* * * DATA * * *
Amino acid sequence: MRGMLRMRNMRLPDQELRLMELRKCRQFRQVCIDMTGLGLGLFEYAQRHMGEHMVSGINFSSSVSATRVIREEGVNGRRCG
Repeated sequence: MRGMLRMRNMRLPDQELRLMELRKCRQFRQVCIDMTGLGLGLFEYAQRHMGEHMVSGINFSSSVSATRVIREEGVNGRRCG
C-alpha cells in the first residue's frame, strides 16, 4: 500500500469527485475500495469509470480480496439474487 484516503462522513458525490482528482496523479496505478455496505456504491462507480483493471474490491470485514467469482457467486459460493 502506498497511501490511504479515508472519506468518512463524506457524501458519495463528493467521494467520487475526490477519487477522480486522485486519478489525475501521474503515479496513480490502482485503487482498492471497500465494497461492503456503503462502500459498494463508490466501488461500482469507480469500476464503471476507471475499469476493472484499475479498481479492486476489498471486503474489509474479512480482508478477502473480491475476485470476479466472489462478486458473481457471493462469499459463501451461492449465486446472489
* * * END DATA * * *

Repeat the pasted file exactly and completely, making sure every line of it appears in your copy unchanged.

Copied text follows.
Amino acid sequence: MRGMLRMRNMRLPDQELRLMELRKCRQFRQVCIDMTGLGLGLFEYAQRHMGEHMVSGINFSSSVSATRVIREEGVNGRRCG
Repeated sequence: MRGMLRMRNMRLPDQELRLMELRKCRQFRQVCIDMTGLGLGLFEYAQRHMGEHMVSGINFSSSVSATRVIREEGVNGRRCG
C-alpha cells in the first residue's frame, strides 16, 4: 500500500469527485475500495469509470480480496439474487 484516503462522513458525490482528482496523479496505478455496505456504491462507480483493471474490491470485514467469482457467486459460493 502506498497511501490511504479515508472519506468518512463524506457524501458519495463528493467521494467520487475526490477519487477522480486522485486519478489525475501521474503515479496513480490502482485503487482498492471497500465494497461492503456503503462502500459498494463508490466501488461500482469507480469500476464503471476507471475499469476493472484499475479498481479492486476489498471486503474489509474479512480482508478477502473480491475476485470476479466472489462478486458473481457471493462469499459463501451461492449465486446472489